Sunday, January 20, 2013

Some Kind of Fairy Tale by Graham Joyce

Tara Martin disappeared when she was 15 years old, and then 20 years later on Christmas Day, she shows up at her parents' door. In Graham Joyce's Some Kind of Fairy Tale, Tara's family is understandably skeptical about her story. Was she really abducted by fairies? Tara claims she has only been gone for six months and admittedly, she looks about the same age as when she left. But this is England in the 21st century. There must be some other explanation. Her parents are just regular British folk, the kind who rely on a spot of tea for comfort.

"Tea being the drug of choice in the Martin household, Dell concocted more of it, thick and brown and sweet. After all, they'd had a bit of a shock; and whenever they had a shock or an upset or experienced a disturbance of any kind they had poured tea on it for as long as any of them could remember."

Tara's brother Peter is now married with four children. Tara's old boyfriend Richie, however, hasn't been able to get over her. The police strongly suspected, at the time, that he had something to do with her disappearance. Some Kind of Fairy Tale is more of a domestic drama than a fantasy, since Tara's accounts of another world populated with dangerous sex fiends could be fabrication or perhaps a sign of mental illness. Peter pays for her to have therapy sessions with an eccentric psychiatrist.

Joyce shifts between different points of view, opening each chapter with quotations like this one from Albert Einstein: "If you want your children to be intelligent, read them fairytales. If you want them to be more intelligent, read them more fairytales." Clinical records of Tara's psychiatrist are interspersed with the Martin family's daily affairs and the reacquaintance happening between Tara and Richie.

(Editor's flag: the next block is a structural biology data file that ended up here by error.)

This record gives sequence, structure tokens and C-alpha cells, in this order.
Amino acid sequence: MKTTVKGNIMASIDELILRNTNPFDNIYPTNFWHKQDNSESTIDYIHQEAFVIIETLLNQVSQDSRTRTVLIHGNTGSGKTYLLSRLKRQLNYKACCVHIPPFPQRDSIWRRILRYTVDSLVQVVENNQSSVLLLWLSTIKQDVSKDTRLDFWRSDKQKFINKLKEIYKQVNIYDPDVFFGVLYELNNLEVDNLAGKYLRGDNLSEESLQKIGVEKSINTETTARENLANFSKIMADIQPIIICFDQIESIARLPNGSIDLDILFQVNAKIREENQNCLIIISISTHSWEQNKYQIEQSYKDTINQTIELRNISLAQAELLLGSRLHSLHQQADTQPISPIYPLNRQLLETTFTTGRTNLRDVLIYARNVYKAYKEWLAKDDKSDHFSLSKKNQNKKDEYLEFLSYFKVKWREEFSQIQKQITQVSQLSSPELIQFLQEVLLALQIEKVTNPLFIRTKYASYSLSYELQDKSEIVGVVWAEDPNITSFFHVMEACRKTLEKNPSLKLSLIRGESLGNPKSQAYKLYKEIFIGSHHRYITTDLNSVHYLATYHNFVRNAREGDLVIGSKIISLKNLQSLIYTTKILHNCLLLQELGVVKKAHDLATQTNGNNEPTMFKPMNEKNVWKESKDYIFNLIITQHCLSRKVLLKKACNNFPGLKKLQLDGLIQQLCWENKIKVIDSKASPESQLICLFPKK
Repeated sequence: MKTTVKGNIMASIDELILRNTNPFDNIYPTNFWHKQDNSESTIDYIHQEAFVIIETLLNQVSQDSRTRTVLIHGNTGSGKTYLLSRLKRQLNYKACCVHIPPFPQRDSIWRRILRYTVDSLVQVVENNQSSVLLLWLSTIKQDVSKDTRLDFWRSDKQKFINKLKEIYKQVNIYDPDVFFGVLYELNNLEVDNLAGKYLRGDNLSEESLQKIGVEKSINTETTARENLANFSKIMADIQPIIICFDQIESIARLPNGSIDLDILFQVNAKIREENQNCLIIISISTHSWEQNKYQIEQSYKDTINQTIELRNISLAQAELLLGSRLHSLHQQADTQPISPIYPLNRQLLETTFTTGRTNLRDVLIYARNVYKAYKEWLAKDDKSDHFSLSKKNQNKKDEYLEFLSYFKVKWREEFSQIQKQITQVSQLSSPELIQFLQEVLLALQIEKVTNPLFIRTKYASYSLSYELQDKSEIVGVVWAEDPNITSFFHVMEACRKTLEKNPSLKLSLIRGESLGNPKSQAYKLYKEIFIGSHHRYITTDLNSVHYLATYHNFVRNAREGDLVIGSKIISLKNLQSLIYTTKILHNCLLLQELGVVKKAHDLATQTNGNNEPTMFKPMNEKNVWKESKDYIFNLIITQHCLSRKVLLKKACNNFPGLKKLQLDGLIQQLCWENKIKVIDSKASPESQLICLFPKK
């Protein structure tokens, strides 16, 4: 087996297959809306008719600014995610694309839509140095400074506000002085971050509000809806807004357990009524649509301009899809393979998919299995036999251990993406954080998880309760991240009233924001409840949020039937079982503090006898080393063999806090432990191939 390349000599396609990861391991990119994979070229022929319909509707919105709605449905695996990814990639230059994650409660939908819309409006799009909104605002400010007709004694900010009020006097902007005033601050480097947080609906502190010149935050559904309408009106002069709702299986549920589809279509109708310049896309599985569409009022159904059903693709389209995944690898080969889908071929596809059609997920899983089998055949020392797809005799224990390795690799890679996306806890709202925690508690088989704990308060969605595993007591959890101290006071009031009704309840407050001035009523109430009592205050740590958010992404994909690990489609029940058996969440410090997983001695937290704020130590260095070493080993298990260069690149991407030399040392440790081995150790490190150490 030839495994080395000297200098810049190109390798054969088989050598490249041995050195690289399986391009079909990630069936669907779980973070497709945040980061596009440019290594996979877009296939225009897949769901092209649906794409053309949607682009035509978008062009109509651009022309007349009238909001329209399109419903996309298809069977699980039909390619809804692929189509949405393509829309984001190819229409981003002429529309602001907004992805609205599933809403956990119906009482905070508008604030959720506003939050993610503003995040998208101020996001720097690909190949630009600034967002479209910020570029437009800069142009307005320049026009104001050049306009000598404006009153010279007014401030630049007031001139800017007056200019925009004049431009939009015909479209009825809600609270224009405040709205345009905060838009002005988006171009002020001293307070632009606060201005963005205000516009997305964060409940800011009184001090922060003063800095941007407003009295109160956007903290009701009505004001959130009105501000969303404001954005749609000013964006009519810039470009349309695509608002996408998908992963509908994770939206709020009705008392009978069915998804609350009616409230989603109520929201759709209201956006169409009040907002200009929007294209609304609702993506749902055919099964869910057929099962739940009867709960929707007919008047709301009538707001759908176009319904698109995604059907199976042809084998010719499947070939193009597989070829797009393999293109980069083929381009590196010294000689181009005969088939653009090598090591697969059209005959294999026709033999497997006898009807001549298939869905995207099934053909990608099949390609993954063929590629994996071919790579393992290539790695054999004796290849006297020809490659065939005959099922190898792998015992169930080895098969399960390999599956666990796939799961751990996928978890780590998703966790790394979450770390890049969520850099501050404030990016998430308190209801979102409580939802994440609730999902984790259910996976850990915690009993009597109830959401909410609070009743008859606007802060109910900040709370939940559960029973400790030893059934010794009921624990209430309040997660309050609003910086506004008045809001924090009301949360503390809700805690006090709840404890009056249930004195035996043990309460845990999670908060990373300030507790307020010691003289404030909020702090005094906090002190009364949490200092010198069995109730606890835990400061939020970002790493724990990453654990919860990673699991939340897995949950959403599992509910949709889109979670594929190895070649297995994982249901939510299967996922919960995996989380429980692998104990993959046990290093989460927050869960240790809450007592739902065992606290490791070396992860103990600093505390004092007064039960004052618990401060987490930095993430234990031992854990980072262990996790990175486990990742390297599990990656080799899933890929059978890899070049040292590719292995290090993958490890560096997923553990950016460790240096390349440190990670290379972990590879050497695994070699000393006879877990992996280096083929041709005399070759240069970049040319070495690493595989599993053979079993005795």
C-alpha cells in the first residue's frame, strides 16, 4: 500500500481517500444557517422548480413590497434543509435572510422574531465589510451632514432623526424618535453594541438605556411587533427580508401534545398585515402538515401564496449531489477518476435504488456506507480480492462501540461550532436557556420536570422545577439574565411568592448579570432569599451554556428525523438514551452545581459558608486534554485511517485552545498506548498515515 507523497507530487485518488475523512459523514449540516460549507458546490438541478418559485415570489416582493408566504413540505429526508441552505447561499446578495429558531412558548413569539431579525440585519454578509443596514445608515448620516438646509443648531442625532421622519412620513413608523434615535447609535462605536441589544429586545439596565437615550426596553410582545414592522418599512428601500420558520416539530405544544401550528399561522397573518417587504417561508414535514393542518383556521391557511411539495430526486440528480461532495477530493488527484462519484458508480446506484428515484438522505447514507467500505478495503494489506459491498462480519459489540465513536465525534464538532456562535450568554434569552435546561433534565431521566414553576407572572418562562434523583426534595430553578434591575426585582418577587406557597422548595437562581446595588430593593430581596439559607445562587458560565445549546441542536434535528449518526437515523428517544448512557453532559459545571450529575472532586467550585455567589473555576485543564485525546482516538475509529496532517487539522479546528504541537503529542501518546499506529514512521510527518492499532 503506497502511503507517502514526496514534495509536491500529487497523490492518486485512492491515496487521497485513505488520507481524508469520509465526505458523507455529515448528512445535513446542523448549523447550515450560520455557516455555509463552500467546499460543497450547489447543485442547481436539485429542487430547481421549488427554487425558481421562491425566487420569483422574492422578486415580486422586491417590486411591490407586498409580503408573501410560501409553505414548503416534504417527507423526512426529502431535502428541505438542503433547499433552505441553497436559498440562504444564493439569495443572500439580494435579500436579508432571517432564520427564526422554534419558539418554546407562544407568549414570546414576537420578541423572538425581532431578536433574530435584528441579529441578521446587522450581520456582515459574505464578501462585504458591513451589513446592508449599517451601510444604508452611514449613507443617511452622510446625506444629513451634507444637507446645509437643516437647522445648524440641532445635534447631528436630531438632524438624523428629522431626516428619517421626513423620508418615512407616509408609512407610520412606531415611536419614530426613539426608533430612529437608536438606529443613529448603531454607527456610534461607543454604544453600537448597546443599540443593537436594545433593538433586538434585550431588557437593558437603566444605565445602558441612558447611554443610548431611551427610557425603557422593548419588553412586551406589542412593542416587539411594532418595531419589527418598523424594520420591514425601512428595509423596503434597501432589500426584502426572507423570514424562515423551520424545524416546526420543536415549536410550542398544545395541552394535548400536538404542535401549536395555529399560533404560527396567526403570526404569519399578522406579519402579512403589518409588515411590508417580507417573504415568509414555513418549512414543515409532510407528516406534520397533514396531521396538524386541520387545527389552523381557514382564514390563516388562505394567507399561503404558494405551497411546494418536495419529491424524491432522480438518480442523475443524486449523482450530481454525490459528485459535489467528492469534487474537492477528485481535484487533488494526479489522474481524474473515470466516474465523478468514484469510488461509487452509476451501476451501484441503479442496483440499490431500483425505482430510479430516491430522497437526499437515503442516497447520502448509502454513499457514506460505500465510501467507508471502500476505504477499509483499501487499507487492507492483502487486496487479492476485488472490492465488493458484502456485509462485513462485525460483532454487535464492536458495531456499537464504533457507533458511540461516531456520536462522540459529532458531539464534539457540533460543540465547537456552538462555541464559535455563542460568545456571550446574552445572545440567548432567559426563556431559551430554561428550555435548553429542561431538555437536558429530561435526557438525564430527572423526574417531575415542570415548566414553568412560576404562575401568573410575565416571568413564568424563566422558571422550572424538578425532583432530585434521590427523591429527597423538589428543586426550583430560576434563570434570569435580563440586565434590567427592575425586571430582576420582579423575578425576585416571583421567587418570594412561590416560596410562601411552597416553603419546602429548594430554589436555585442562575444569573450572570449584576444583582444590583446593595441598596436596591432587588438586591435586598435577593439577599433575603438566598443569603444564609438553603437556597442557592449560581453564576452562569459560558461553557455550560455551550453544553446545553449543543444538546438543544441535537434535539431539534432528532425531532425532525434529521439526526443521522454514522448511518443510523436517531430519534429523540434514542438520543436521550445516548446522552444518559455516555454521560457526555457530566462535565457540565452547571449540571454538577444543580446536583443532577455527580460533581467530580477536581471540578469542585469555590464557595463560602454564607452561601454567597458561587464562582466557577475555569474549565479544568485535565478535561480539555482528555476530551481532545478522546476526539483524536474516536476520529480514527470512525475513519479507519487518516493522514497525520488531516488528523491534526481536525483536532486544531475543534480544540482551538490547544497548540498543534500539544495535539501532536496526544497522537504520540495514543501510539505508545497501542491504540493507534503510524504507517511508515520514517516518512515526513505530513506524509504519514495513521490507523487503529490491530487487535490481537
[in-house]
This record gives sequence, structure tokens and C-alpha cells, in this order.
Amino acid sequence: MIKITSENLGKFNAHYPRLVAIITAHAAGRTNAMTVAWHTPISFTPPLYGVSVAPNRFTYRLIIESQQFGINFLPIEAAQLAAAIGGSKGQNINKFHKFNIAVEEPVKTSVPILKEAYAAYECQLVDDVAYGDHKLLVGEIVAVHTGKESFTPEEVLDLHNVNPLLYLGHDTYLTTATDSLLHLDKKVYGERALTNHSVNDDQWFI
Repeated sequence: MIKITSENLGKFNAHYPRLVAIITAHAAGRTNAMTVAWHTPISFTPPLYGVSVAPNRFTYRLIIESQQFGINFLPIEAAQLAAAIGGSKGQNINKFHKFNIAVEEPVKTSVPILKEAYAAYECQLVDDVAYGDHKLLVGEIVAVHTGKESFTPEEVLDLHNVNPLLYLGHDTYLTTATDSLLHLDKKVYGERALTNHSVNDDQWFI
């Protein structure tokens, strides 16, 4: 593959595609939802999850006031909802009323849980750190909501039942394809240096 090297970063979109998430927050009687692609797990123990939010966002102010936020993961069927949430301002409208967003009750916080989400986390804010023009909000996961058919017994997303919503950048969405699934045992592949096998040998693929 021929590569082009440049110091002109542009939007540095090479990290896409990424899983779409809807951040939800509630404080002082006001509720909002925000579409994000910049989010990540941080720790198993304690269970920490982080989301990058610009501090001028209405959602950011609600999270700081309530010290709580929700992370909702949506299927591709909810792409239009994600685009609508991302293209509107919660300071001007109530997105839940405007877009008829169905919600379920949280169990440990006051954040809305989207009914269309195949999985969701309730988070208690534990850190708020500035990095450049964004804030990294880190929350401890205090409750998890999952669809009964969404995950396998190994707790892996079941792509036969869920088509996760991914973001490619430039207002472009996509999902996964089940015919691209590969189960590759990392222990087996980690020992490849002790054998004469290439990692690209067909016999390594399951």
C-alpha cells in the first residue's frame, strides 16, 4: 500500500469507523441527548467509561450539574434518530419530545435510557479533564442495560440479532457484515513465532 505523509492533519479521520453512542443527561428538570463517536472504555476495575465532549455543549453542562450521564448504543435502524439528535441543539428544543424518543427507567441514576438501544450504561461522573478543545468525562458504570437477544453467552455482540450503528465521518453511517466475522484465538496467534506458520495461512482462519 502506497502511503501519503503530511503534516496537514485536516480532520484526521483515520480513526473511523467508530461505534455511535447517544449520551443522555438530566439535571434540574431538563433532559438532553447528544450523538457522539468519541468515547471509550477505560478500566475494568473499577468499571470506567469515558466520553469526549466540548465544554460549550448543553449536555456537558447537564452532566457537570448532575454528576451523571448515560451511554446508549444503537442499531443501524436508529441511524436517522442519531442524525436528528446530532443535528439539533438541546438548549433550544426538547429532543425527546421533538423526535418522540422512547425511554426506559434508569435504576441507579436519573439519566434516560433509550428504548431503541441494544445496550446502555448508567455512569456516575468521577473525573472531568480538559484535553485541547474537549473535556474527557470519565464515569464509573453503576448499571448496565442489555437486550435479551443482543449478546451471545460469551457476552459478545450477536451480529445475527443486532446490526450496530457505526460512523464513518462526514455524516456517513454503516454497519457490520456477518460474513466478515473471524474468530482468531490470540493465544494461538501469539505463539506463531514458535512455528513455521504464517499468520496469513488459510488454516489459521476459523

Out one night at a pub, Richie tells Tara it's time to drink up and get home, but she protests.
"It's not eleven o'clock. The landlord hasn't called last orders yet."
"That's all changed. They don't do that anymore," he said. "That's all gone."
(I wonder if that applies in Edmonton also? I haven't been out late drinking in so long that I've no idea if there's still a "last call." I may as well have been away with the fairies.)

Bluebells underfoot when I visited Wales in 2007.
Tara disappeared from an ancient woodland in early May, when the forest floor was carpeted in bluebells. She urges Peter to think back to that time.

"Do you remember how they were? Their perfume stole the sense right out of your head. It turned you over and shook the juice right out of you. You couldn't walk between them that year they were so dense; you had to swim in them. The madness of it! The scent was so subtle that it got all over you, in your nostrils, in your cavities, and on your fingers like the smell of a sweet sin. Didn't it bind you in blue lace and carry you away?"

Some Kind of Fairy Tale transported me to a place touched with magic. I loved it.

Readalikes: The Snow Child (Eowyn Ivey); Impossible (Nancy Werlin); Kit's Wilderness (David Almond); The New Policeman (Kate Thompson); and The Folk Keeper (Franny Billingsley). Interesting that all but the first of these are YA novels.

You might also check out Graham Joyce's list in The Guardian of his favourite literary fairy fiction (which also includes some YA). Joyce is careful to note, however, that fairies don't use that word for themselves, and so he tends to avoid the 'F' word. He has selected books "where the structures of fairytales are abandoned but the world of 'fairy' is imported as a delicate spice." I didn't know what tags to use in this post for Joyce's Some Kind of Fairy Tale. I believe it fits into his description of "fantasist" literature: "a sense of awe and dislocation is upheld here, and a new way of knowing is always the prize."

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